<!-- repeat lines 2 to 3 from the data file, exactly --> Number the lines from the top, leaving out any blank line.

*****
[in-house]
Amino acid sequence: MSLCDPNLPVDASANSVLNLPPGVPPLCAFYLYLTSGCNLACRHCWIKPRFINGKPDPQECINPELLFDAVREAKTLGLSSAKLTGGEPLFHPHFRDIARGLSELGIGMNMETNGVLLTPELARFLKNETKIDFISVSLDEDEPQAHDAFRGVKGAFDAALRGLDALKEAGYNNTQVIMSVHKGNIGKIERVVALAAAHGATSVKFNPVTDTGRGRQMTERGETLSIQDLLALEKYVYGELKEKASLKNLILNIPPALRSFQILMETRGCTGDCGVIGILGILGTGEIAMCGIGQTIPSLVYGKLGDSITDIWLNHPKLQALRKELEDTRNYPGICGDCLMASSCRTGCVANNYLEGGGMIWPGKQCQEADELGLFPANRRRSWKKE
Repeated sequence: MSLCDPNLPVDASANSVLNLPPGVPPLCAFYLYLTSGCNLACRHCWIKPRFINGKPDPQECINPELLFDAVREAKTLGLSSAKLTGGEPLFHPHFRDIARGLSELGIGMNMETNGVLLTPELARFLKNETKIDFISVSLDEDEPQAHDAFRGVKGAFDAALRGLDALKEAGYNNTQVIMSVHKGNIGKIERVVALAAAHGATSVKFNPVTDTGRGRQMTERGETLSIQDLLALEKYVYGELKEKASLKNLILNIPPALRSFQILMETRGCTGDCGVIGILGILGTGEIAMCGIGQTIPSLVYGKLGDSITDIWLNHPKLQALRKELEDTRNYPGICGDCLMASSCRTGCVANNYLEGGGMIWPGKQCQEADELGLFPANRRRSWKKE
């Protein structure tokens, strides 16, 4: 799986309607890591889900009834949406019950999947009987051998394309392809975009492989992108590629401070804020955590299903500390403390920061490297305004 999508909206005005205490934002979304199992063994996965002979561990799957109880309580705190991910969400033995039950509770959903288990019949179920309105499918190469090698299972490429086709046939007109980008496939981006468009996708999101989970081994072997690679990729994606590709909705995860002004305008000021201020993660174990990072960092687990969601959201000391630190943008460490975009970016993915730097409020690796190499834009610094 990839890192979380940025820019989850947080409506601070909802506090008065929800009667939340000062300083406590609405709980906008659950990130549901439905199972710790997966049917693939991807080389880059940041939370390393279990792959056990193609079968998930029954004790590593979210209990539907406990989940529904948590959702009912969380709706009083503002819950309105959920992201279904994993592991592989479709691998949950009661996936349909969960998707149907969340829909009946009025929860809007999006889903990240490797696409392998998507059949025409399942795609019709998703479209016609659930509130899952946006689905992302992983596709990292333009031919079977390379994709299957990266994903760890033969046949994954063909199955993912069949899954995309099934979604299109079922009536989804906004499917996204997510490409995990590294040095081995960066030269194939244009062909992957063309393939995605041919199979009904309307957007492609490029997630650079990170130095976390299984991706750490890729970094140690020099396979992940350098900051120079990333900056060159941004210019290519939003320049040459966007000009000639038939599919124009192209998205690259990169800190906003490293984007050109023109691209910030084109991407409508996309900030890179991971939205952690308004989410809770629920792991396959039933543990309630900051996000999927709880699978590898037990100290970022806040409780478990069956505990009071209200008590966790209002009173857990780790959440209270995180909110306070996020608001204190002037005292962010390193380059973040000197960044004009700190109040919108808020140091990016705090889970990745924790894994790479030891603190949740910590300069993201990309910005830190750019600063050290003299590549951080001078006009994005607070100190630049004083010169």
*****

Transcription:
Amino acid sequence: MSLCDPNLPVDASANSVLNLPPGVPPLCAFYLYLTSGCNLACRHCWIKPRFINGKPDPQECINPELLFDAVREAKTLGLSSAKLTGGEPLFHPHFRDIARGLSELGIGMNMETNGVLLTPELARFLKNETKIDFISVSLDEDEPQAHDAFRGVKGAFDAALRGLDALKEAGYNNTQVIMSVHKGNIGKIERVVALAAAHGATSVKFNPVTDTGRGRQMTERGETLSIQDLLALEKYVYGELKEKASLKNLILNIPPALRSFQILMETRGCTGDCGVIGILGILGTGEIAMCGIGQTIPSLVYGKLGDSITDIWLNHPKLQALRKELEDTRNYPGICGDCLMASSCRTGCVANNYLEGGGMIWPGKQCQEADELGLFPANRRRSWKKE
Repeated sequence: MSLCDPNLPVDASANSVLNLPPGVPPLCAFYLYLTSGCNLACRHCWIKPRFINGKPDPQECINPELLFDAVREAKTLGLSSAKLTGGEPLFHPHFRDIARGLSELGIGMNMETNGVLLTPELARFLKNETKIDFISVSLDEDEPQAHDAFRGVKGAFDAALRGLDALKEAGYNNTQVIMSVHKGNIGKIERVVALAAAHGATSVKFNPVTDTGRGRQMTERGETLSIQDLLALEKYVYGELKEKASLKNLILNIPPALRSFQILMETRGCTGDCGVIGILGILGTGEIAMCGIGQTIPSLVYGKLGDSITDIWLNHPKLQALRKELEDTRNYPGICGDCLMASSCRTGCVANNYLEGGGMIWPGKQCQEADELGLFPANRRRSWKKE